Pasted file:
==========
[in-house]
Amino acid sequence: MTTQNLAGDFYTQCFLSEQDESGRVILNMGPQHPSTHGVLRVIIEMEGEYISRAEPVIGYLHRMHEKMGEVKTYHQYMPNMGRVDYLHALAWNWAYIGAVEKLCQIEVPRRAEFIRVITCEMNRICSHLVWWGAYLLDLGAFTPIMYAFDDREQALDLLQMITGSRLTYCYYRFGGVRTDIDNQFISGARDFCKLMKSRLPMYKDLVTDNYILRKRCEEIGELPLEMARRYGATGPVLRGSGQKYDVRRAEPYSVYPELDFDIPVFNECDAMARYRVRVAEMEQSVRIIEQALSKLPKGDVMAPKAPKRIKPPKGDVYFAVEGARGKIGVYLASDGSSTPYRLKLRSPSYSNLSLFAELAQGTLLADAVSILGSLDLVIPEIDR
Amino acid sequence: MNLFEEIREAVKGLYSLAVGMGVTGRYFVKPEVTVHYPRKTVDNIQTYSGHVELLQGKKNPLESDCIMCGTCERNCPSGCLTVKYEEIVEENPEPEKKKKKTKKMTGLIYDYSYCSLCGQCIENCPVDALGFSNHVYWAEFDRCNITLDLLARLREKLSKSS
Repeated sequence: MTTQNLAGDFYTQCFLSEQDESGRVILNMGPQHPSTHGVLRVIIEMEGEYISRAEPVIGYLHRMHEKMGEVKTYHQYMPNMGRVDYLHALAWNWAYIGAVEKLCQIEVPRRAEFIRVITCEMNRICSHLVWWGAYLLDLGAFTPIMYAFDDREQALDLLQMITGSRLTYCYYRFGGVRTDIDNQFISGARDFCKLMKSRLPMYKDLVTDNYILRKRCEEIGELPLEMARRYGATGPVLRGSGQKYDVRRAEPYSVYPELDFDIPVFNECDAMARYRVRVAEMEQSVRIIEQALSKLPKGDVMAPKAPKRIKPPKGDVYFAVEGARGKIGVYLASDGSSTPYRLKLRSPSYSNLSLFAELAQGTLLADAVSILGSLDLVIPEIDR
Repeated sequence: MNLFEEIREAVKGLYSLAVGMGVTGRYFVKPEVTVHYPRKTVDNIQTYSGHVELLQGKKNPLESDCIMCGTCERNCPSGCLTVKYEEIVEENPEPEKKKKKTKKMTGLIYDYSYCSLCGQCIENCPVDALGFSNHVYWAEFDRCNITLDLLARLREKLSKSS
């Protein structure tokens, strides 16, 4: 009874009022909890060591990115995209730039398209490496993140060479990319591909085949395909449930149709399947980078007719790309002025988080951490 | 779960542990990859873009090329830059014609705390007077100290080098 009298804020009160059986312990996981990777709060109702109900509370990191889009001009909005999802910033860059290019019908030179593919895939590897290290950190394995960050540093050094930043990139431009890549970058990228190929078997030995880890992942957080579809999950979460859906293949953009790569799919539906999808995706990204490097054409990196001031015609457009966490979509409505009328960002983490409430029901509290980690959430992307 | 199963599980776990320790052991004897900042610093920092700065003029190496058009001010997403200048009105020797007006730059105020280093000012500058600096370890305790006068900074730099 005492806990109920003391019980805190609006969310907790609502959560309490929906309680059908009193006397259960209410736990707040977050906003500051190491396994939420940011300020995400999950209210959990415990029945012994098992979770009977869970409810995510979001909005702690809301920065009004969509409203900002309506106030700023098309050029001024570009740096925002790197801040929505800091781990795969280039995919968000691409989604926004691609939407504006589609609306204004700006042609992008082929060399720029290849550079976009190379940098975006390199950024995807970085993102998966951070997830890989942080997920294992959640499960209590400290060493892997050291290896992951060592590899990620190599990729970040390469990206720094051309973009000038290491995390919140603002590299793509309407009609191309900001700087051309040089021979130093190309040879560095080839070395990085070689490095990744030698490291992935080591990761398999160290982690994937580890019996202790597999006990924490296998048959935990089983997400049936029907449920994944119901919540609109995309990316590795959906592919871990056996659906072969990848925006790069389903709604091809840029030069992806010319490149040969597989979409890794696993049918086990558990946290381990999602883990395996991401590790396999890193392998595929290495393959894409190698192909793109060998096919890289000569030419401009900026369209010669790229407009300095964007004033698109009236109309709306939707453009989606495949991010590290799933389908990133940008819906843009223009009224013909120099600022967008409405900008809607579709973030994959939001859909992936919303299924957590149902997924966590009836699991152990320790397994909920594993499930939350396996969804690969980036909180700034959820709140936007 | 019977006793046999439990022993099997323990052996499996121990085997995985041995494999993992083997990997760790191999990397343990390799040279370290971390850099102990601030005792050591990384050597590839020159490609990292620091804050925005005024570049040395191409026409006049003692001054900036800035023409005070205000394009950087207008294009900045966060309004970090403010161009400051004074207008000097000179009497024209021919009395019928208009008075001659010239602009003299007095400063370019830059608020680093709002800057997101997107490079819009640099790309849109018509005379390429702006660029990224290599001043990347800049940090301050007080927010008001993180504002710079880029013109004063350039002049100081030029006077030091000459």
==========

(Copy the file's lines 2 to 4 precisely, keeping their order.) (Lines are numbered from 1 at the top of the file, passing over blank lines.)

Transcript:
Amino acid sequence: MTTQNLAGDFYTQCFLSEQDESGRVILNMGPQHPSTHGVLRVIIEMEGEYISRAEPVIGYLHRMHEKMGEVKTYHQYMPNMGRVDYLHALAWNWAYIGAVEKLCQIEVPRRAEFIRVITCEMNRICSHLVWWGAYLLDLGAFTPIMYAFDDREQALDLLQMITGSRLTYCYYRFGGVRTDIDNQFISGARDFCKLMKSRLPMYKDLVTDNYILRKRCEEIGELPLEMARRYGATGPVLRGSGQKYDVRRAEPYSVYPELDFDIPVFNECDAMARYRVRVAEMEQSVRIIEQALSKLPKGDVMAPKAPKRIKPPKGDVYFAVEGARGKIGVYLASDGSSTPYRLKLRSPSYSNLSLFAELAQGTLLADAVSILGSLDLVIPEIDR
Amino acid sequence: MNLFEEIREAVKGLYSLAVGMGVTGRYFVKPEVTVHYPRKTVDNIQTYSGHVELLQGKKNPLESDCIMCGTCERNCPSGCLTVKYEEIVEENPEPEKKKKKTKKMTGLIYDYSYCSLCGQCIENCPVDALGFSNHVYWAEFDRCNITLDLLARLREKLSKSS
Repeated sequence: MTTQNLAGDFYTQCFLSEQDESGRVILNMGPQHPSTHGVLRVIIEMEGEYISRAEPVIGYLHRMHEKMGEVKTYHQYMPNMGRVDYLHALAWNWAYIGAVEKLCQIEVPRRAEFIRVITCEMNRICSHLVWWGAYLLDLGAFTPIMYAFDDREQALDLLQMITGSRLTYCYYRFGGVRTDIDNQFISGARDFCKLMKSRLPMYKDLVTDNYILRKRCEEIGELPLEMARRYGATGPVLRGSGQKYDVRRAEPYSVYPELDFDIPVFNECDAMARYRVRVAEMEQSVRIIEQALSKLPKGDVMAPKAPKRIKPPKGDVYFAVEGARGKIGVYLASDGSSTPYRLKLRSPSYSNLSLFAELAQGTLLADAVSILGSLDLVIPEIDR